It was Sunday, and I wanted to make sense of a kind of huge Spring codebase I stumbled upon. I had no clue what was going on in there, and I wanted observability to help me out. So I first added the official OpenTelemetry Java agent to the running app. This helped to see some Traces. Yay!

But, as the official OpenTelemetry Java Agent - for good reason, as it’s costly in terms of network throughput and storage - “just” emits traces for endpoint calls and database queries per default, I still could not make good sense of that codebase.

Let me explain: When you have multiple layers of code between your endpoints and your actual database calls, the default instrumentation shows you something like this:

GET /myendpoint
  SELECT foo
  SELECT bar
  SELECT baz
 ...<way more different database- or HTTP-calls to external services>

This results in a long list of spans, hard to make sense of. So, the OpenTelemetry auto-instrumentation worked, but didn’t really help me understand what’s going on in that codebase. SOMETHING happened that made all these database calls. Was it really the Controller? Or are many layers in-between, and the actual database call is made from a repository that is called from a service that is called from another service that also makes this other database call… all of this: not visible.

I wanted to improve that. I wanted to start the application, and using the attached java agent, click through it, and the emitted traces should tell me what happens inside the codebase while I’m using the application - but with a bit more sense and context. Remember: Telemetry without context is just data.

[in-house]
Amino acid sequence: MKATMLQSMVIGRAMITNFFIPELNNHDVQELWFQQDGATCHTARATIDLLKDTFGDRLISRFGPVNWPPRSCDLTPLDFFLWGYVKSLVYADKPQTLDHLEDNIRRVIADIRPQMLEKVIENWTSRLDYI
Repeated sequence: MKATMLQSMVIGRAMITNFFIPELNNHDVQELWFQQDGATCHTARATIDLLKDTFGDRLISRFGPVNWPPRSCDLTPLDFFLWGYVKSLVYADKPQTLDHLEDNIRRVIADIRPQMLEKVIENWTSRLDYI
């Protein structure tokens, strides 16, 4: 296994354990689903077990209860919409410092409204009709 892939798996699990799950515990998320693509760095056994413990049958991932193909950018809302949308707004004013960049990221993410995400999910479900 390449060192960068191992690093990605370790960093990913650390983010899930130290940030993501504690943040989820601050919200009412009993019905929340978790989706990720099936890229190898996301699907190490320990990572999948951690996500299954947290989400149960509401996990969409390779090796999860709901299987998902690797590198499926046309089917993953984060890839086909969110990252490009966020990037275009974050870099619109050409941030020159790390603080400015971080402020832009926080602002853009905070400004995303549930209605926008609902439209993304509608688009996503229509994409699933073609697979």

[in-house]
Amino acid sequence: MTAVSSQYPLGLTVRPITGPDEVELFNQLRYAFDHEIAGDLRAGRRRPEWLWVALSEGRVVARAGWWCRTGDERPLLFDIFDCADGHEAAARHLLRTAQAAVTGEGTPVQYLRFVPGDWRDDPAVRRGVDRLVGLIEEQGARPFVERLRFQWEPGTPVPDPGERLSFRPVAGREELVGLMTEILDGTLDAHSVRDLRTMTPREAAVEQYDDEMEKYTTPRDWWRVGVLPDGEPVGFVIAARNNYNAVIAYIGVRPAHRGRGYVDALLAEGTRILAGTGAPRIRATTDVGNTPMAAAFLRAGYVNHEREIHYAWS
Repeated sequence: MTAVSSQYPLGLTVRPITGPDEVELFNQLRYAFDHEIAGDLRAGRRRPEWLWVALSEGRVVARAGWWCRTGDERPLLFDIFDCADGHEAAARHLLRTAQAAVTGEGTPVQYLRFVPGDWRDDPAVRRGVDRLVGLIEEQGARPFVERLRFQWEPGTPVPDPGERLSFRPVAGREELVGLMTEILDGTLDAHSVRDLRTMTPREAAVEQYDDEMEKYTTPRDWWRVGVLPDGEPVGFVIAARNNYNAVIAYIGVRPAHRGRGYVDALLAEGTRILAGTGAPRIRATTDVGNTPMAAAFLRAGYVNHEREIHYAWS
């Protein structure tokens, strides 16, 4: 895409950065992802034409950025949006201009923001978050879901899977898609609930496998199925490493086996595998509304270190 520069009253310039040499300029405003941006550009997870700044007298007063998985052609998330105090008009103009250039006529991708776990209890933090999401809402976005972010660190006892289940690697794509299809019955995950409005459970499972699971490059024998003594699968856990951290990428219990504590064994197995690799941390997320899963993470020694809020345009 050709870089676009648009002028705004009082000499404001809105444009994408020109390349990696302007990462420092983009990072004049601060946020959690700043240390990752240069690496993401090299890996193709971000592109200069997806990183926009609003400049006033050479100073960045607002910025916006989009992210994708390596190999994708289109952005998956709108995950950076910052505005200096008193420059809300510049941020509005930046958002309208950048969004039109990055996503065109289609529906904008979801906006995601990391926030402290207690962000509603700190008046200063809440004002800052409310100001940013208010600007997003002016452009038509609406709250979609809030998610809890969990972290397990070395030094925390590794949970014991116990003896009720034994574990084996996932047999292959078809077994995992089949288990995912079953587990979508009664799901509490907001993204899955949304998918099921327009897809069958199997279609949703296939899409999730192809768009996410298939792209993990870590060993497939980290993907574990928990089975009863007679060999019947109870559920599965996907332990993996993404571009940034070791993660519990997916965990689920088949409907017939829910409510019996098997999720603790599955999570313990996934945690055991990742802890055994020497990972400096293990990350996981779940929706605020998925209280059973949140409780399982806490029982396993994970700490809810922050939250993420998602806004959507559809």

Iteration 1 and Iteration 2
Iteration 1 and Iteration 2

Iteration 1: Manual instrumentation using aspects

First, I thought is not possible without manually instrumenting the application, so I wrote a few aspects using Spring AOP and the OpenTelemetry SDK and API. Long story short: It worked, which is great. But it wasn’t auto-instrumentation anymore, it was manual instrumentation. I didn’t really want telemetry code to sneak into the actual codebase with more annotations, packages, dependencies, etc. - It was big enough already.

I then thought of using continuous profiling tools like Pyroscope. And those are great tools, really. But, honestly: It was Sunday, and I simply did not want to spin up another service, just to see more than the endpoint- and database-spans.

Iteration 2: Extending the java agent

So I thought: “Hey, wouldn’t it instead be possible to extend the Java agent to get the intermediate spans for every public method annotated @Component, @Service or @Repository? Somehow like the Aspect, but on ByteCode level? That’d be nice, wouldn’t it? And I’ll also learn how extending the agent works 🤩”

I got a bit excited, and again, long story short: It is perfectly possible to extend the Java agent for this use case. You can find a demo on my GitHub Repository. Using the agent extension, you’ll see the intermediate Spans.

The extension is not tied to a specific Spring environment, or in other words: It is pluggable to basically any Spring- and Spring Boot app that uses the OpenTelemetry Java agent, just by adding one JVM argument.

Please make sure to check out the README, there are a few more details covered.
I hope you find it useful :-)